Major benefits of Shakespeare include:
- Engineering dependencies are greatly reduced.
- Tests are easier to set up, configure and clean up.
- We have the ability to make real-time copy updates.
- We’re able to consistently test across platforms.
- Localized or transcreated copy can be tested independent from the English source.
- We have the option for continuous explore/exploit.
Additionally, the Internationalization team partnered with the XD Content Design team to incorporate a tone-tagging system that we hope will give us valuable insights into voice and tone to help make sure everyone on Netflix feels welcome. (Read on for more about the Content Design perspective.)
To create Shakespeare, it was essential that we start with an understanding of how strings are stored and fetched.
From an engineer’s code, strings are sent to a message repo that’s linked to our translation tool.
From the message repo, a centralized platform service layer acts as an agent between the client apps. Since the platform service layer is a simple pass-through, the client apps need to retain the test-copy to test-cell mapping information.
Prior to Shakespeare, engineers needed to enter the test copy into the resource bundle and write custom logic in the source code to handle test-copy and test-cell mappings. This step was manual and could take days to weeks to complete, depending on available engineering resources and the build/release schedule. Also, engineers needed to manually remove the non-winning copy, along with the business logic, after the test was complete.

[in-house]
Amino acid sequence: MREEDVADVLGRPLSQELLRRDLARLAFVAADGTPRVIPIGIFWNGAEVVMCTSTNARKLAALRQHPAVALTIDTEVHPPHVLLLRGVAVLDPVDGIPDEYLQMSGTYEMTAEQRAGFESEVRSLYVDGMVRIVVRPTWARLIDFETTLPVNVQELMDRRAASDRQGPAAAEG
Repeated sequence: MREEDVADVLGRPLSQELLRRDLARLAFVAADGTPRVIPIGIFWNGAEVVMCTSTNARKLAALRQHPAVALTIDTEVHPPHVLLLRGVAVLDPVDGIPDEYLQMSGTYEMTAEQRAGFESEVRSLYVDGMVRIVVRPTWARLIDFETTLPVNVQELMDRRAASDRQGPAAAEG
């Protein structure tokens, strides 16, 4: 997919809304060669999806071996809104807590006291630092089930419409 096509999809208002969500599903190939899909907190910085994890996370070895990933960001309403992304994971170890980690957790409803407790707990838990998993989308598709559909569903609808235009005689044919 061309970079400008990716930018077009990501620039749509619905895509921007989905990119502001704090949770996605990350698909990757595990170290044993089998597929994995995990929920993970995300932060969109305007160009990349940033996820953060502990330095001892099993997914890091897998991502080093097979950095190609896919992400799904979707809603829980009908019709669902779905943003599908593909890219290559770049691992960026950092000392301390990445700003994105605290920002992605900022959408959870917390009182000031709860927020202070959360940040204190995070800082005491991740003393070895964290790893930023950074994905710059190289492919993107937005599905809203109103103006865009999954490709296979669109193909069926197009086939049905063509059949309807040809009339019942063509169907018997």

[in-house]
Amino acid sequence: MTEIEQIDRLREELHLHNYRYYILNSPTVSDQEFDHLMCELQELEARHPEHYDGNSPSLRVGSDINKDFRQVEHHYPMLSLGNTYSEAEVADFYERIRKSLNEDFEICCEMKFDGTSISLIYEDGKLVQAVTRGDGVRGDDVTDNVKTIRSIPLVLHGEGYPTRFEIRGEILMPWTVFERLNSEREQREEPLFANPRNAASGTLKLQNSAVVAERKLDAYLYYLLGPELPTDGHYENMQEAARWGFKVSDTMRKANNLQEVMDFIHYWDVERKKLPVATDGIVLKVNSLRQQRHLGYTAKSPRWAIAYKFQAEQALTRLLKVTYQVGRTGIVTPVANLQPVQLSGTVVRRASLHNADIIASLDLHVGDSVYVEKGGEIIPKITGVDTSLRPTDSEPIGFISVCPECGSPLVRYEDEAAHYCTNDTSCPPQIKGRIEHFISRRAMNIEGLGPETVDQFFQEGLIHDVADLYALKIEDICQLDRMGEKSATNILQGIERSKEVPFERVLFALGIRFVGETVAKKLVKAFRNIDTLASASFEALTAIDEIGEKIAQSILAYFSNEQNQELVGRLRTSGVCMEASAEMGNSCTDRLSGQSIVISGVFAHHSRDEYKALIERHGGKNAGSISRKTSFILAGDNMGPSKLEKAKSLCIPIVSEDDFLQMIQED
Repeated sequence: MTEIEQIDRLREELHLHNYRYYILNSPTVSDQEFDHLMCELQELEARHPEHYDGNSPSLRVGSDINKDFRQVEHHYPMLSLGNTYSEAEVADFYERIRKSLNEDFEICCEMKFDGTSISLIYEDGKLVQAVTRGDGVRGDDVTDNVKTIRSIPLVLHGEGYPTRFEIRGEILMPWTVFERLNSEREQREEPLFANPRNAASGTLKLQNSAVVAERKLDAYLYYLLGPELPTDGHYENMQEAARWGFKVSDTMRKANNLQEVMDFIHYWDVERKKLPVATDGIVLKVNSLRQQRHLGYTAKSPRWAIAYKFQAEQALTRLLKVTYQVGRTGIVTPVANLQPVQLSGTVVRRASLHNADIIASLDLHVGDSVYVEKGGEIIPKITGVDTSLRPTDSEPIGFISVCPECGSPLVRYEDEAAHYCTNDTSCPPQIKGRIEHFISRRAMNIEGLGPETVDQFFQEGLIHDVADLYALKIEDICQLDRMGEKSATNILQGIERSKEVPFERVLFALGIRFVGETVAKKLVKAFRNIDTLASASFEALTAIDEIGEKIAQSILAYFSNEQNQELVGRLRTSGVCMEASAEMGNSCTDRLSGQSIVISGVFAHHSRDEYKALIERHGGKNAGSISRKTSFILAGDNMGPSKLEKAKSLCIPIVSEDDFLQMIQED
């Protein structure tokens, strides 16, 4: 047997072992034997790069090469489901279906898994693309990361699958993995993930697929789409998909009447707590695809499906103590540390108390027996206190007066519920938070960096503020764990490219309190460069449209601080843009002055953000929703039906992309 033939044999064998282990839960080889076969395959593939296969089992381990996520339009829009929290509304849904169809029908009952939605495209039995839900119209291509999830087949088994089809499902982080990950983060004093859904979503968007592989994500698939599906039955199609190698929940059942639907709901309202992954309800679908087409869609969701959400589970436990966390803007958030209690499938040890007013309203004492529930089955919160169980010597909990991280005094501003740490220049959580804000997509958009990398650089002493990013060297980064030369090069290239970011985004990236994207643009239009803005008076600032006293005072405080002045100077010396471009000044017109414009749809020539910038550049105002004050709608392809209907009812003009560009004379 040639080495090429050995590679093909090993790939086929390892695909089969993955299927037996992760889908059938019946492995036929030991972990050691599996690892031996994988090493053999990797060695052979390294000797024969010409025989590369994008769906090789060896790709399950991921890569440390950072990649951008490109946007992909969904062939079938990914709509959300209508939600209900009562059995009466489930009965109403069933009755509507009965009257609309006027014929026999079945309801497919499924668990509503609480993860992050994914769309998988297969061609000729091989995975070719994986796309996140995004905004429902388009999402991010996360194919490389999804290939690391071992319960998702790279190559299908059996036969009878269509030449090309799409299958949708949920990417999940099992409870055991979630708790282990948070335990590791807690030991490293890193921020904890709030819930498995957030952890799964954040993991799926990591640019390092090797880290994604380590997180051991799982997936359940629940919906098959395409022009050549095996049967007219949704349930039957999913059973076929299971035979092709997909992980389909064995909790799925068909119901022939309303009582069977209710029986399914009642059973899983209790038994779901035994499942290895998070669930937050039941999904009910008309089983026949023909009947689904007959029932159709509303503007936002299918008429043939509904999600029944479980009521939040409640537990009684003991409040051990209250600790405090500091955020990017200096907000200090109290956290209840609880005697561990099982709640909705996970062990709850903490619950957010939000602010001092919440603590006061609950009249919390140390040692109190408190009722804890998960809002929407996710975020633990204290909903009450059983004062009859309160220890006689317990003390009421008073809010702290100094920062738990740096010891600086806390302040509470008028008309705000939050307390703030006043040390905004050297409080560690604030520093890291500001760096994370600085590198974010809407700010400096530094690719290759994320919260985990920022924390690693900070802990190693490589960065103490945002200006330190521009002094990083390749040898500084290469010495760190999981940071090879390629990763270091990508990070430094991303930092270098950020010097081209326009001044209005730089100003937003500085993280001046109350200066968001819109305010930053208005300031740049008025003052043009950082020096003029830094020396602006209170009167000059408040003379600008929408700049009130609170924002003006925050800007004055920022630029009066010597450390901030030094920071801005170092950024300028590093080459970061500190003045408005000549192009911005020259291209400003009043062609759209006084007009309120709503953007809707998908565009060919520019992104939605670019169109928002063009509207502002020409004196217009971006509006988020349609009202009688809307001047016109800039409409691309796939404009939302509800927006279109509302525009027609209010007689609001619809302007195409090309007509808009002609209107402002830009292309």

Improving the Process
We designed Shakespeare to abstract the manual steps and business logic. The person running the Shakespeare test just needs to tell the system where to find the production copy and enter the test variants through the Shakespeare Web UI. From there, Shakespeare automatically takes care of the mapping between test copy and test cell. (Note that Shakespeare can only be used to test new versions of existing UI strings, when there’s no other design variant.)
Setting up a Shakespeare test
To run a copy test, the Content Designer, Language Manager or PM simply enters a pointer to the production copy and then enters the various copy variants.
The Shakespeare UI saves the extra copy variants in the message repo, facilitating the deployment of the test.
Establishing test copy with a/b test-cell mappings
The other significant question we needed to answer was how to most effectively handle the mappings between the tests cells and test copy. We opted to designate that responsibility to a rules engine. Once the copy-test runner defines the copy variant for each a/b test-cell number, the Shakespeare Web UI saves the mapping information and passes that info down to the rules engine for cloud data publishing.
Here’s an example of how the rules look:
How strings are fetched with Shakespeare
The Shakespeare API examines a/b allocation for the Netflix user and retrieves the correct copy for that user based on their cell allocation and rules mapping.
At Netflix, we support four main platforms: TV, Web, Android and iOS. It was necessary for each of these teams to integrate with the Shakespeare API, requiring a couple of weeks of work from each. (We’ve now completed the process for all but TV, which is in progress.)